`X=[(72,0,-17,-35,0,0,0), (0,122,-35,0,0,0,-87), (0,-87,-34,0,0,-72,233), (-17,-35,149,0,-28,-35,-34), (0,0,-28,-43,105,-34,0), (0,0,-35,0,-34,141,-72), (-35,0,0,105,-43,0,0)]^-1 [(-26),(34),(-4),(-13),(-27),(24),(5)]`

`=[(-0.46801),(0.42932),(5.193xx10^-3),(-0.22243),(-0.27848),(0.21115),(0.20914)]`

The answer means that the currents in this circuit are (to 4 decimal places):

`I_1 = -0.4680\ "A"`

`I_2= 0.4293\ "A"`

`I_3= 0.0005\ "A"`

`I_4= -0.2224\ "A"`

`I_5= -0.2785\ "A"`

`I_6= 0.2112 \ "A"`

`I_7= 0.2091 \ "A"`

### Exercise 3

We want 10 L of gasoline containing 2% additive. We have drums of the following:

Gasoline without additive

Gasoline with 5% additive

Gasoline with 6% additive

We need to use 4 times as much pure gasoline as 5% additive gasoline. How much of each is needed?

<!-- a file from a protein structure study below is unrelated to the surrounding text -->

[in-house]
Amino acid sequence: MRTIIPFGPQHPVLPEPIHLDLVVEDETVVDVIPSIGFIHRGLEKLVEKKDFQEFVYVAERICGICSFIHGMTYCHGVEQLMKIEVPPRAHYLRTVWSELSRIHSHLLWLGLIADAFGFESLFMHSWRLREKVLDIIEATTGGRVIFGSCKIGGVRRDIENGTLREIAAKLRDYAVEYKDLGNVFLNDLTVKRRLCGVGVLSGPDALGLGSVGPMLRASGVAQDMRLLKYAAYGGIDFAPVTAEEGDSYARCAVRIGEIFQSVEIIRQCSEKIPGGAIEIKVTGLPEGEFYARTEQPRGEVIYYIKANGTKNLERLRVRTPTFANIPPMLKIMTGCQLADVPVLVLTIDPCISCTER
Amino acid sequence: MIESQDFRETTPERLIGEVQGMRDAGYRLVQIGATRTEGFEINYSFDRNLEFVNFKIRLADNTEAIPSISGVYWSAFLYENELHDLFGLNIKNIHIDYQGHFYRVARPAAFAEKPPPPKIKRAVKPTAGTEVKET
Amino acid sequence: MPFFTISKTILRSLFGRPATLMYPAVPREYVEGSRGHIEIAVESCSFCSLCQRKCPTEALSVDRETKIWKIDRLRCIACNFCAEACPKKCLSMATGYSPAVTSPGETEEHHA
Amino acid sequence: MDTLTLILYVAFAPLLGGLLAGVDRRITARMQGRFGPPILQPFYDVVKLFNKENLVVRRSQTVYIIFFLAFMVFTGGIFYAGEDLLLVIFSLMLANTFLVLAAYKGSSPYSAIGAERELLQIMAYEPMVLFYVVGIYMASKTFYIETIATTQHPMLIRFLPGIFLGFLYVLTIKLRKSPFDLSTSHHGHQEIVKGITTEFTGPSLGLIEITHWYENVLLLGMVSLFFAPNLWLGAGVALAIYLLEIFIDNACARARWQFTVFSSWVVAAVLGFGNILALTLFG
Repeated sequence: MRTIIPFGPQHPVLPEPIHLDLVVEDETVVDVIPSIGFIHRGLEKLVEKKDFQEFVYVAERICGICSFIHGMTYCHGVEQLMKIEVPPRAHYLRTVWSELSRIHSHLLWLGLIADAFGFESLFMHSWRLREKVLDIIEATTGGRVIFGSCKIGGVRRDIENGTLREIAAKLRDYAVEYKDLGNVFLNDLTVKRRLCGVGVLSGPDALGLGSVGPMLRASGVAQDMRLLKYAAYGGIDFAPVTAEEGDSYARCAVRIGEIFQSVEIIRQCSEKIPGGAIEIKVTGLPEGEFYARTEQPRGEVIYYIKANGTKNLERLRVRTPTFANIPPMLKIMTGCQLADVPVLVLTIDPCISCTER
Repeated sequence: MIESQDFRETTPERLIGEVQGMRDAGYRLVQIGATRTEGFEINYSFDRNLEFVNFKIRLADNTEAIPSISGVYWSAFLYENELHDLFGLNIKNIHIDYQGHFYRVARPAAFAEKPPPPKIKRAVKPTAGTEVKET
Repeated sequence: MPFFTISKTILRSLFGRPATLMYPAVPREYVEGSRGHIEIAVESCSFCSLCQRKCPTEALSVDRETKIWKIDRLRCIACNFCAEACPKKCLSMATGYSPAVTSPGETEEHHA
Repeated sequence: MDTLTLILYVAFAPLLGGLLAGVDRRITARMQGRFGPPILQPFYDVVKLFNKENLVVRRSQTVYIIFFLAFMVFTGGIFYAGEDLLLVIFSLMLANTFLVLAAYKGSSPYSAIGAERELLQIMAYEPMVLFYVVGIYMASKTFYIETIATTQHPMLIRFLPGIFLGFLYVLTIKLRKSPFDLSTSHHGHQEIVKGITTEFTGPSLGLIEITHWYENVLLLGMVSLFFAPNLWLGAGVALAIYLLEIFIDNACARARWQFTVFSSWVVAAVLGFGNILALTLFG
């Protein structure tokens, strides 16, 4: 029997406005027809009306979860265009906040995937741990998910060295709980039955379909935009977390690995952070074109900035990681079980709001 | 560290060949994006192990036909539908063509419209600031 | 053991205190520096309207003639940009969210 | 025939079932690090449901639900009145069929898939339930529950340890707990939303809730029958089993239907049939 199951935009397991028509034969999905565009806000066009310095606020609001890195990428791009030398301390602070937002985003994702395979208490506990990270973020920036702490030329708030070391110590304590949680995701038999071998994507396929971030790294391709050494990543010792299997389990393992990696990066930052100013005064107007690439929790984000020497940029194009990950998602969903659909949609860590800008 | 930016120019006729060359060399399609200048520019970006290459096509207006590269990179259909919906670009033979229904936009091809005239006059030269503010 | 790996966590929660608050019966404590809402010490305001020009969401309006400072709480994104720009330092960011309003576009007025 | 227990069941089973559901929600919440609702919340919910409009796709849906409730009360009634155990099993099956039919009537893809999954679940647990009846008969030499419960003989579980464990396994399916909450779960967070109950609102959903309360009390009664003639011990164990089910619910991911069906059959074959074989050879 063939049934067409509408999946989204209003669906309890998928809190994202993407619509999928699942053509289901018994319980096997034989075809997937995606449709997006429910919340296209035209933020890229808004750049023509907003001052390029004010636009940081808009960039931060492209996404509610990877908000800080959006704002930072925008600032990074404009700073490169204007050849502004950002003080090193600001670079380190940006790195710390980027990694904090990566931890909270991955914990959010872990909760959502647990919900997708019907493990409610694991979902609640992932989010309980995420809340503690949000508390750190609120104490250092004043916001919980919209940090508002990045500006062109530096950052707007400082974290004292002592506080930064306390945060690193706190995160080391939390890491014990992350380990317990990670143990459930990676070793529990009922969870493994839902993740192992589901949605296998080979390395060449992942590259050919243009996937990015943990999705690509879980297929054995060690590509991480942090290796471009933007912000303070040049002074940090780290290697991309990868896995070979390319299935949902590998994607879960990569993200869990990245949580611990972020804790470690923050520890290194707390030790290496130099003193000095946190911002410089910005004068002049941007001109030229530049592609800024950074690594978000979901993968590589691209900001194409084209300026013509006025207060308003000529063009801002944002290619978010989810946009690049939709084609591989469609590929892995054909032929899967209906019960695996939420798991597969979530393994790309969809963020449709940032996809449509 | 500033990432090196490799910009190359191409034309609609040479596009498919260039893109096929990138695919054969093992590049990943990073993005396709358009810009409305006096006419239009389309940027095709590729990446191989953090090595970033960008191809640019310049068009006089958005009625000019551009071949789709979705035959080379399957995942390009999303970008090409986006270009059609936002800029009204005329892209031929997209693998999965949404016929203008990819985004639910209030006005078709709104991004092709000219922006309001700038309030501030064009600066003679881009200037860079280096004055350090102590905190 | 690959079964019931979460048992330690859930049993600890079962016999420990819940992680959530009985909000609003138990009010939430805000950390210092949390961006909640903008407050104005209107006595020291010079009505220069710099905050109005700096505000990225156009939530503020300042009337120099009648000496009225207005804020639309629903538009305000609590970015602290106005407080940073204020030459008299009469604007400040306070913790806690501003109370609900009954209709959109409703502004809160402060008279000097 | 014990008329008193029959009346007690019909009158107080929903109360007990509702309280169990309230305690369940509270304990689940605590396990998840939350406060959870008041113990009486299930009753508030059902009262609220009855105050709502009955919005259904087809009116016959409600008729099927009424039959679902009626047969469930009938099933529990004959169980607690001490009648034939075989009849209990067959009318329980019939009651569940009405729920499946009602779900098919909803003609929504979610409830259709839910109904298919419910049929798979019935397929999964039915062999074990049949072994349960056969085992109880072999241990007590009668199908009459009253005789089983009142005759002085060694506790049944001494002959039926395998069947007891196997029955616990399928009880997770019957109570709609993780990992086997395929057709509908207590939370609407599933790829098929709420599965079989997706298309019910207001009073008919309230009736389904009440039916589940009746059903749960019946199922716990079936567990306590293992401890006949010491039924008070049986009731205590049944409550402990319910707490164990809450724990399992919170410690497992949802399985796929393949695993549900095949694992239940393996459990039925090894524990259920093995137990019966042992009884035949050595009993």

Always check your solutions!

Answer

Let

x= no. of litres of pure gasoline

y= no. of litres of 5% gasoline

z= no. of litres of 6% gasoline

From the first sentence, we have:

`x + y + z = 10`

The second sentence gives us:

We get NO additive from the pure gasoline.

We get (5% of *y*) L of additive from the second drum.

We get (6% of *z*) L of additive from the third drum.

We NEED 2% of 10 L of additive = 0.2 L = 200 mL.

So

`0.05y + 0.06z = 0.2`

Multiplying through by 100 gives us:

`5y + 6z = 20`

The second last sentence gives us:

`x = 4y`

We can write this as:

`x - 4y = 0`

This gives us the set of simultaneous equations:

x+y+z= 105

y+ 6z= 20

x− 4y= 0

So

`A=((1,1,1),(0,5,6),(1,-4,0))`, `\ C=((10),(20),(0))`

Using Scientific Notebook for the inverse:

`((1,1,1),(0,5,6),(1,-4,0))^-1` `=((0.96,-0.16,0.04),(0.24,-0.04,-0.24),(-0.2,0.2,0.2))`

Multiplying the inverse by matrix *C*:

`((0.96,-0.16,0.04),(0.24,-0.04,-0.24),(-0.2,0.2,0.2))((10),(20),(0))` `=((6.4),(1.6),(2))`

So we have `6.4` L of pure gasoline, `1.6` L of 5% additive and `2` L of 6% additive.

Is it correct?